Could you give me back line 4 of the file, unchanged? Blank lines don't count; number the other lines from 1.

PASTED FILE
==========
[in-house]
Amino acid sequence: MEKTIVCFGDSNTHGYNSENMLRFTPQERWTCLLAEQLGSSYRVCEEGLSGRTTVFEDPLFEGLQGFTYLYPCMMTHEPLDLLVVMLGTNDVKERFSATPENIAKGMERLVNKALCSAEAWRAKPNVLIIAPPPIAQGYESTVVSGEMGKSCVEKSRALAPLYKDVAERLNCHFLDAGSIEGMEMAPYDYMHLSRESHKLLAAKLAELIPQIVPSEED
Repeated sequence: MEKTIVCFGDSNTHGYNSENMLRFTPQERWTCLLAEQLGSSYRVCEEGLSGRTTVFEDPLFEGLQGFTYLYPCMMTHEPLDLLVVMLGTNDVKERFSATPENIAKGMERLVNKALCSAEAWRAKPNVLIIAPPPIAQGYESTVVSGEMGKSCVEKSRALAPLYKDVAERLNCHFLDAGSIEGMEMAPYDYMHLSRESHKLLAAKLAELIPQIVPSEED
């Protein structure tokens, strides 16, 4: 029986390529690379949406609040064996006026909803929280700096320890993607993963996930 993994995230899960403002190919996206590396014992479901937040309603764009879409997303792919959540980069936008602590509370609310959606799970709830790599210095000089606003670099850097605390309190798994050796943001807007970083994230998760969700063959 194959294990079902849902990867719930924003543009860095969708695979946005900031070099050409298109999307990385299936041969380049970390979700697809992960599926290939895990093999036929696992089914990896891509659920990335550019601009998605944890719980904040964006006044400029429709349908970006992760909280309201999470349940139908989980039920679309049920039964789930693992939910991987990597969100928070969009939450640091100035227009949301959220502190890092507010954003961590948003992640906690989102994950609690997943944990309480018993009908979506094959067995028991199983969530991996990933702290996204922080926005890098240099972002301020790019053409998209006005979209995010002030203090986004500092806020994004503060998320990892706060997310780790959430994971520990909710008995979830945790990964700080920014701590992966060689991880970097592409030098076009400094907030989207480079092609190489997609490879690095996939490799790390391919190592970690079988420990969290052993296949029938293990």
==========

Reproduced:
């Protein structure tokens, strides 16, 4: 029986390529690379949406609040064996006026909803929280700096320890993607993963996930 993994995230899960403002190919996206590396014992479901937040309603764009879409997303792919959540980069936008602590509370609310959606799970709830790599210095000089606003670099850097605390309190798994050796943001807007970083994230998760969700063959 194959294990079902849902990867719930924003543009860095969708695979946005900031070099050409298109999307990385299936041969380049970390979700697809992960599926290939895990093999036929696992089914990896891509659920990335550019601009998605944890719980904040964006006044400029429709349908970006992760909280309201999470349940139908989980039920679309049920039964789930693992939910991987990597969100928070969009939450640091100035227009949301959220502190890092507010954003961590948003992640906690989102994950609690997943944990309480018993009908979506094959067995028991199983969530991996990933702290996204922080926005890098240099972002301020790019053409998209006005979209995010002030203090986004500092806020994004503060998320990892706060997310780790959430994971520990909710008995979830945790990964700080920014701590992966060689991880970097592409030098076009400094907030989207480079092609190489997609490879690095996939490799790390391919190592970690079988420990969290052993296949029938293990």